Saturday, July 11, 2009

The Story of Esperance MUKASEKURU...

Esperance Mukasekuru is a successful weaver who lives in Ngoma district, Kibungo sector and Karenge cell. She buys used bed sheets and bed covers and then skillfully weaves colorful drawings into them, increasing their value and thereby allowing her to profit from their resale. Esperance joined UOB in 2000 and received US$35 as an initial loan. She used this loan to buy threads for making and embroidering these bedcovers, bed sheets, and hand -made table mats which she sells to the community.

On account of her good performance in the loan cycle as well as her business’s success, Esperance received a larger loan during the next loan cycle.

In 2001, just one year after joining one of UOB’s trust groups, her husband, who worked as a driver, had a car accident and broke his arm. Her husband’s recovery took two years. During that time, Esperance took up all the responsibilities of supporting her family using the revenues from her business. For example, the windows of their house had had no glasses in them, but during this time, Esperance fixed glass into the window frames. Each successive cycle, Esperance secured a larger loan than the previous one.

UOB teaches its clients to save, and their savings act as an incentive to get a bigger loan the next loan cycle. Consequently, Esperance practiced saving until she was able to get a loan of US $ 1,232. She used this loan to buy a photocopying machine and a computer. With this machine and computer, she opened a new business. She makes copies of different documents for community members who need this service. In return, they pay her for her service. Because she lives near university premises, she photocopies handouts for different students who then pay her according to the size of their documents. For those students who do not have computers or time to type their theses, she charges them some money to type them. From this new business, Esperance makes over US $ 143 per month.

From her profits, Esperance was able to meet the needs of her six children as well as the seven orphans that stay at her house, such as providing them food and paying school fees. From Esperance’s perspective, she has 13 children under her care. Using her business, she has been able to send all her children to school. Four are studying at university, six are in secondary School, and two are in primary school. The remaining daughter received a scholarship to attend university in South Africa.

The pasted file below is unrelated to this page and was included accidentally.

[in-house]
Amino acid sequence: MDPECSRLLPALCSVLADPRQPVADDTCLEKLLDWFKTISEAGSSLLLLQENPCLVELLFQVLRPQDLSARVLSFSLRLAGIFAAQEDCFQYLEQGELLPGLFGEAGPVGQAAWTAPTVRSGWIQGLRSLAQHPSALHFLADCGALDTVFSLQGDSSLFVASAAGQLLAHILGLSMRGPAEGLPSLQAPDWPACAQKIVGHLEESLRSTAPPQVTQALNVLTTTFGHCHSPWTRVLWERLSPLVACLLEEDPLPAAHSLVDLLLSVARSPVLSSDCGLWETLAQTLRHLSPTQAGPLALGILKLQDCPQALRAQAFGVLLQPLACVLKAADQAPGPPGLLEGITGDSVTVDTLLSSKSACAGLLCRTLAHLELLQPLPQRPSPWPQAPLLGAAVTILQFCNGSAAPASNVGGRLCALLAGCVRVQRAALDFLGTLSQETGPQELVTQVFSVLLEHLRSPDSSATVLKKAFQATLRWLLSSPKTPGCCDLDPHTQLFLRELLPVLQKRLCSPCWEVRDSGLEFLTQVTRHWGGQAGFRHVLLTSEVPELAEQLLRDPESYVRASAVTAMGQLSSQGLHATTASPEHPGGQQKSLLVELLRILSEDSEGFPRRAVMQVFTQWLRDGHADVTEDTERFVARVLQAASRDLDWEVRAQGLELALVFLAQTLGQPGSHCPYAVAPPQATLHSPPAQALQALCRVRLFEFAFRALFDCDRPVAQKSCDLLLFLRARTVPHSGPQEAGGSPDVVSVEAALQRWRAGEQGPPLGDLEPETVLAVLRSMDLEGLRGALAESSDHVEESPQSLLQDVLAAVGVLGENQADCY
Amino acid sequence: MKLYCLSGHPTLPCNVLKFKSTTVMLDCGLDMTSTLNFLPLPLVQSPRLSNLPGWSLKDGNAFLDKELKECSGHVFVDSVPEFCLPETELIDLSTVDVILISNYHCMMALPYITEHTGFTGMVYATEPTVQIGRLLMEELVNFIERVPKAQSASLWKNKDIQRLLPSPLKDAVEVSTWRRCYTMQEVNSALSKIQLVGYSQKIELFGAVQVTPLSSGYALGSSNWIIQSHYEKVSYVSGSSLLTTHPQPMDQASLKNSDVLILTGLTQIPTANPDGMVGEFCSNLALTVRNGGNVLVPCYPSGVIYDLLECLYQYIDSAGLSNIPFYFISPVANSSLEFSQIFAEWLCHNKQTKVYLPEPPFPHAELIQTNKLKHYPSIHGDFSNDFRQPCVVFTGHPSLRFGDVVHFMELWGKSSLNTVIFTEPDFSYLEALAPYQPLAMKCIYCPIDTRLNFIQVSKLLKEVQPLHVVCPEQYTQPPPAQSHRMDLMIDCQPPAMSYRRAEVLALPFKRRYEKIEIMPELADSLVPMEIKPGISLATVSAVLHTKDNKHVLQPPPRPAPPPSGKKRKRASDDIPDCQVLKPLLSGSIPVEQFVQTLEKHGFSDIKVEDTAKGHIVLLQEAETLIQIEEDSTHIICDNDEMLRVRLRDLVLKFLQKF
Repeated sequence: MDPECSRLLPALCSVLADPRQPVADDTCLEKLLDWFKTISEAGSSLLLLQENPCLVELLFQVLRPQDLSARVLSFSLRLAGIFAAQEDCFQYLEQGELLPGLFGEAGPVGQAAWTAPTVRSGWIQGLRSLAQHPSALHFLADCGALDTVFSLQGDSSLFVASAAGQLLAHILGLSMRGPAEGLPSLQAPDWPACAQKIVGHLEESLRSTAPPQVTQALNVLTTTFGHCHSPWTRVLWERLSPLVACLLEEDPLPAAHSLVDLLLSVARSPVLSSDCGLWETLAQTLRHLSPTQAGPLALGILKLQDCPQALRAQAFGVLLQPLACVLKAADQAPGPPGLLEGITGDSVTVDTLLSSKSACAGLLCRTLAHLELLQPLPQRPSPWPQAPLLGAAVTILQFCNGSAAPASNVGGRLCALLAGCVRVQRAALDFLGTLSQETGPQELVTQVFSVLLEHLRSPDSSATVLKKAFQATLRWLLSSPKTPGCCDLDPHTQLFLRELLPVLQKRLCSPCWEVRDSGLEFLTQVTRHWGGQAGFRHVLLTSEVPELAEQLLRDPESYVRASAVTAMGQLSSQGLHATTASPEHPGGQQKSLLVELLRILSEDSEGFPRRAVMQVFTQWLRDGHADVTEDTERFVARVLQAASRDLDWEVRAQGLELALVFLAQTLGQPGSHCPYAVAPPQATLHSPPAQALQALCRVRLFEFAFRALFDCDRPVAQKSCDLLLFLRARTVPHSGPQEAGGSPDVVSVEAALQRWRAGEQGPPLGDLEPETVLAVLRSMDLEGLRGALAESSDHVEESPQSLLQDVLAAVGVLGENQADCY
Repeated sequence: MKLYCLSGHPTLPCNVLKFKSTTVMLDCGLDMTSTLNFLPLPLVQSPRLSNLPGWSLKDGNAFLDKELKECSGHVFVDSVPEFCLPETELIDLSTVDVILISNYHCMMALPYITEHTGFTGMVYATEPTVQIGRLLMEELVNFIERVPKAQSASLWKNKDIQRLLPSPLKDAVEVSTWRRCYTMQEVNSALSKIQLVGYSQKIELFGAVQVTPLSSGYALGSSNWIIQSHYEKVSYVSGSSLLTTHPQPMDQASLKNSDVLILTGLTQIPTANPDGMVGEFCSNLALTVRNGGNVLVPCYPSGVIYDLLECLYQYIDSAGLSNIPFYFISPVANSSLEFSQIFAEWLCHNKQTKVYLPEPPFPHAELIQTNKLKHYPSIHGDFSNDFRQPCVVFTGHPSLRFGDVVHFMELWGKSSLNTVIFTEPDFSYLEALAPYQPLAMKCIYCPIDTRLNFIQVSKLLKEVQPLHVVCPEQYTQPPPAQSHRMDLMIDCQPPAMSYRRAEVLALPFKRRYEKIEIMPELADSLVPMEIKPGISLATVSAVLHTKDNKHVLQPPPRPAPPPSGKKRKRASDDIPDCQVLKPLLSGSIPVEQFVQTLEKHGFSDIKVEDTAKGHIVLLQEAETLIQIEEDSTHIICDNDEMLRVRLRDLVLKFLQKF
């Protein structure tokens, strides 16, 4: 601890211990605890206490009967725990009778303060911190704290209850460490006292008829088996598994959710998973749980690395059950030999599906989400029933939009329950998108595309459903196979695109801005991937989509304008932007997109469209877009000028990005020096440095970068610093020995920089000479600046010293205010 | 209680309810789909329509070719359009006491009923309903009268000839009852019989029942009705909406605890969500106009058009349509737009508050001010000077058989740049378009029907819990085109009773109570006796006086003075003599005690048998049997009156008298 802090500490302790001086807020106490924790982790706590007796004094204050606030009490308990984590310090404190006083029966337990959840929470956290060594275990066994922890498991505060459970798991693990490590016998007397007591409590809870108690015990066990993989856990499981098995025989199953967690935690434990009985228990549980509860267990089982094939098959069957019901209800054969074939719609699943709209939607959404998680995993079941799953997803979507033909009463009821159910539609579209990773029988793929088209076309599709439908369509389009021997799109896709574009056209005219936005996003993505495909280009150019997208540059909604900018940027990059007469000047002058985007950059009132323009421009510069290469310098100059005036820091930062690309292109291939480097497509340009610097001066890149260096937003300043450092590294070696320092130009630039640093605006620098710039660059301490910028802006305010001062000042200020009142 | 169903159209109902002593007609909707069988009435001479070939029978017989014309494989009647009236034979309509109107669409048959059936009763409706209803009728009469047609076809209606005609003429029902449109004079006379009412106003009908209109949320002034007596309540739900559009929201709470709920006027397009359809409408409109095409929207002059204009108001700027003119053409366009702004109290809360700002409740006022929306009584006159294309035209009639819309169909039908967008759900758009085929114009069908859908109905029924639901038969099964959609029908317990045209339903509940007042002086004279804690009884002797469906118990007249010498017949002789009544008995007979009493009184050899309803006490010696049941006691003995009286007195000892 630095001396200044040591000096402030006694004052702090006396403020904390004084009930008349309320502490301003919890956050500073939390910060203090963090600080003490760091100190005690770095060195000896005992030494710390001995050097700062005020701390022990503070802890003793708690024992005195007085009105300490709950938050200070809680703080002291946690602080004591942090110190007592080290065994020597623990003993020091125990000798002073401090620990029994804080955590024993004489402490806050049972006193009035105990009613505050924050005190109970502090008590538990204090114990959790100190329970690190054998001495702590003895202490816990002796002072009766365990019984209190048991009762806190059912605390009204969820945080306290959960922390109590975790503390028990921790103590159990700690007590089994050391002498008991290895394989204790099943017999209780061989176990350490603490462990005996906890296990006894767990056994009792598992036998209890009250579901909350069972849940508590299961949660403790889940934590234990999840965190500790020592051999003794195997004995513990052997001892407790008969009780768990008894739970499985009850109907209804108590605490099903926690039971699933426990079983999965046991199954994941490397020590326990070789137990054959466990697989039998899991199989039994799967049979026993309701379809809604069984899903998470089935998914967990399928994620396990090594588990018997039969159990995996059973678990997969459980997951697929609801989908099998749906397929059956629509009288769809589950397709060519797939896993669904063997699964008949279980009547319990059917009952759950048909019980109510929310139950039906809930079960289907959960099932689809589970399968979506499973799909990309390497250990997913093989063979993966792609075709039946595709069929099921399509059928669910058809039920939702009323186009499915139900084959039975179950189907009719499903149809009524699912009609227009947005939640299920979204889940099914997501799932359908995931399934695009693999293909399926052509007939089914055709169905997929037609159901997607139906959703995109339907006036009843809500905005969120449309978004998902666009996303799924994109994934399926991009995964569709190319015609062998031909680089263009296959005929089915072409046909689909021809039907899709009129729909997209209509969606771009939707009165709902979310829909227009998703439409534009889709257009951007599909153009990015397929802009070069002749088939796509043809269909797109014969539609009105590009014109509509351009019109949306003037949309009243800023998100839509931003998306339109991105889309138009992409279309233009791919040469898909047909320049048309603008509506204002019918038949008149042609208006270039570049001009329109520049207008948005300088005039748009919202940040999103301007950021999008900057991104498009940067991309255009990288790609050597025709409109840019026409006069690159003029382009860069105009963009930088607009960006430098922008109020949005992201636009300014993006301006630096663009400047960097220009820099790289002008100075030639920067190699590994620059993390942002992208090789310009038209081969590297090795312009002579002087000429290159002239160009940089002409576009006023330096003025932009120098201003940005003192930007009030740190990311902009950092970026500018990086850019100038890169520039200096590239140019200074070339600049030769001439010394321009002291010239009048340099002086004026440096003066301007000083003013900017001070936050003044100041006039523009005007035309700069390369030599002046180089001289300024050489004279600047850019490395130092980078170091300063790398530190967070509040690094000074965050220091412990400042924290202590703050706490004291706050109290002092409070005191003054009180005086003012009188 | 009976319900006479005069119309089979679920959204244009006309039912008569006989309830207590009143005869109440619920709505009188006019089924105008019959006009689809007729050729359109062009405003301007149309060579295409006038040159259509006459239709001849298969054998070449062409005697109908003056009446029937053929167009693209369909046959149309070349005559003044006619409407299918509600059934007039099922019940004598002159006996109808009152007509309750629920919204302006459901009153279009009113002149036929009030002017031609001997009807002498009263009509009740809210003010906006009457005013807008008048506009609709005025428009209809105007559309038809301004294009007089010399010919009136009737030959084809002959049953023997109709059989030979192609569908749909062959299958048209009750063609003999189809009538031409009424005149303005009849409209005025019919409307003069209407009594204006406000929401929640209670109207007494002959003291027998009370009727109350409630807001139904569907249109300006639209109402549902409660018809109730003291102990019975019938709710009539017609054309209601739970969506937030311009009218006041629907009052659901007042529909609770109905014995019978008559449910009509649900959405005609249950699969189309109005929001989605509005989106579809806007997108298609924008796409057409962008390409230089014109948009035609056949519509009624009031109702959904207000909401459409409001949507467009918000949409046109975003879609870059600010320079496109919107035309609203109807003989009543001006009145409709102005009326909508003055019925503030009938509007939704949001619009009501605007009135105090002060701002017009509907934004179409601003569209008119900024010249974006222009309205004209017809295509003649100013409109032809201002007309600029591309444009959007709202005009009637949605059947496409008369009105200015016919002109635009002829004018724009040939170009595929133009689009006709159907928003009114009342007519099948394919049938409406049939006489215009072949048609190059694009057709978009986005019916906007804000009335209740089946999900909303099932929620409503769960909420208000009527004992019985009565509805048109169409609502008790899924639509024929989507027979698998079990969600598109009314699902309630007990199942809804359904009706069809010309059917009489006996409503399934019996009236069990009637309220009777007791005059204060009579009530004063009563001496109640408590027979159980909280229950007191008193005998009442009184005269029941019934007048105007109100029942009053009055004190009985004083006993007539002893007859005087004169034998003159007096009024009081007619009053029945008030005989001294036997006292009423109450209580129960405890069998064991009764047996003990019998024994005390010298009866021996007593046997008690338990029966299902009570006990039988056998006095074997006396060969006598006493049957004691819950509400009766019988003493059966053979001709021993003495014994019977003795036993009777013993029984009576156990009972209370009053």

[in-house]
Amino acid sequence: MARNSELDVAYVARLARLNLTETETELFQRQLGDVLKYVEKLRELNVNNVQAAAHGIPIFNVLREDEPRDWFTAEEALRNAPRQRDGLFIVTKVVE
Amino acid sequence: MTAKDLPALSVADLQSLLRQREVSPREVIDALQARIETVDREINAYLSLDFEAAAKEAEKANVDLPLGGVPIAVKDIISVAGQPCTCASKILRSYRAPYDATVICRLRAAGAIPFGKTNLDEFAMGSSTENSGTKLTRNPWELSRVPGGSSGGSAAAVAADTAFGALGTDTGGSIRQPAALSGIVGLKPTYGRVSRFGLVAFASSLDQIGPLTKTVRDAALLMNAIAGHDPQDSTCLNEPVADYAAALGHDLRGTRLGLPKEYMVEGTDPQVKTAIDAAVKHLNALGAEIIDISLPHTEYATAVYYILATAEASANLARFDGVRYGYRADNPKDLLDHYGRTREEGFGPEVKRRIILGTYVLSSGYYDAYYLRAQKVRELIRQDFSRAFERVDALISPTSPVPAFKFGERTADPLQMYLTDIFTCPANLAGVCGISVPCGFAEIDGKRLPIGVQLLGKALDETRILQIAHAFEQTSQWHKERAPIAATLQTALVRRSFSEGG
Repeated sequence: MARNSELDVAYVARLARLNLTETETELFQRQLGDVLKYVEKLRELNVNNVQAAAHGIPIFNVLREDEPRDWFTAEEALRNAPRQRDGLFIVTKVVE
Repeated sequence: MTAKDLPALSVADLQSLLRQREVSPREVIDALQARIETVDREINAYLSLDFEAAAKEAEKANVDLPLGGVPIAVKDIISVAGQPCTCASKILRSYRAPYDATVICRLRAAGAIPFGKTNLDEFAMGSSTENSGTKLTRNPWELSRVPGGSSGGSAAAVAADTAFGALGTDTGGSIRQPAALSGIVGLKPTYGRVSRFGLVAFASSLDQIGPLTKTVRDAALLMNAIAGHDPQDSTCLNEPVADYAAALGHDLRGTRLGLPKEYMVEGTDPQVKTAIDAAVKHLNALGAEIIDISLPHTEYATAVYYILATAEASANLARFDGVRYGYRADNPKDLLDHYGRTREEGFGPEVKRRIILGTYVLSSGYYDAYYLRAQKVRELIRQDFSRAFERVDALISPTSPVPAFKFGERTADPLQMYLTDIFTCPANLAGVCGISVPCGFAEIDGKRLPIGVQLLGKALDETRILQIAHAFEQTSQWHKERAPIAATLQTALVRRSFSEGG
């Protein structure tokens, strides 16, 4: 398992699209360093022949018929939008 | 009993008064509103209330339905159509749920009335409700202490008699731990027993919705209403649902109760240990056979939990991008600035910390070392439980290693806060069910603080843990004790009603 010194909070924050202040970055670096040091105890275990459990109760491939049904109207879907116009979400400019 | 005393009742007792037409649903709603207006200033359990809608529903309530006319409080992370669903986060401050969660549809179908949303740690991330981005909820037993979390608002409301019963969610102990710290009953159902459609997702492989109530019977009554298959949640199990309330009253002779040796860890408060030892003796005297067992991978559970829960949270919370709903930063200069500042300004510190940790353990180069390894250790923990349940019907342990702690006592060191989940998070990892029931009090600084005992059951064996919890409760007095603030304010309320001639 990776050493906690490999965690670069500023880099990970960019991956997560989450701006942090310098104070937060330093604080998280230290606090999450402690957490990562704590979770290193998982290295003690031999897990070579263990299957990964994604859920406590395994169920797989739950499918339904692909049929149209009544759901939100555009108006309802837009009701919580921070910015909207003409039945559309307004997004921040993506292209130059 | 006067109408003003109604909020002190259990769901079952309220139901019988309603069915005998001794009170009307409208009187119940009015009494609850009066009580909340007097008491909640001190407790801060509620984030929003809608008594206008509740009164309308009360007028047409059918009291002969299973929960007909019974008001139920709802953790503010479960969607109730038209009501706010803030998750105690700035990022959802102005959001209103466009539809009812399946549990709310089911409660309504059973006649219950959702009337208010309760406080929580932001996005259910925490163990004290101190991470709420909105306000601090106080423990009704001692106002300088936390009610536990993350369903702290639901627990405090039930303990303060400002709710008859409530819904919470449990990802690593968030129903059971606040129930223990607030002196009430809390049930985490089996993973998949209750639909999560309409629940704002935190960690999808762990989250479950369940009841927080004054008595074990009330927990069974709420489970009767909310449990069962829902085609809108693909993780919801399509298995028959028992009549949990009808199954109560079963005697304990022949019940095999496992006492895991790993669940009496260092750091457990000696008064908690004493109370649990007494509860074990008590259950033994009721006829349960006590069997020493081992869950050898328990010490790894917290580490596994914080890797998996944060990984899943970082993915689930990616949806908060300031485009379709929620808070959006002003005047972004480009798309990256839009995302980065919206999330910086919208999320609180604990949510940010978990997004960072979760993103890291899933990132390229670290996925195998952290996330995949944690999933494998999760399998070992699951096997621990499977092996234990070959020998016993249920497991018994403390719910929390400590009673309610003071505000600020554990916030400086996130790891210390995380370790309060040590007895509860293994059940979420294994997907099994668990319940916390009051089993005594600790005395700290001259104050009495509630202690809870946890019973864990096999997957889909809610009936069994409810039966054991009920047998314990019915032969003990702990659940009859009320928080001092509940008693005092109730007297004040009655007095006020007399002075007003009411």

Once Esperance realized the success of her business, she decided to more fully and deeply impact her community by training community women in weaving. Therefore, she formed a group of five underprivileged women who had no businesses of their own to generate income and taught them how to knit bed covers, sheets, and tablemats as well as to make baskets and bags. The verandah of her house served as a class room. The group turned into an association, and the women are now earning a good amount of money and can provide for their families instead of waiting for a well-wisher to give them relief.

Esperance says that joining UOB helped her not only learn how to work but also gain leadership skills. In 2004, she was elected president of the trust group of which she is a member. Further, when Esperance attended a women’s meeting at the district level, the assembly wanted to elect a president. After learning that she is a president of a trust group, almost everyone voted for her. She then was elected the President of District Women’s Guarantee Fund.

Esperance says that joining UOB has not only benefited her in terms of economic progress but that being a member of a trust group has enhanced her relationship with God and others. She also says the fellowship with her group members – reading the Bible and praying before each meeting – has changed her life by increasing her love for others.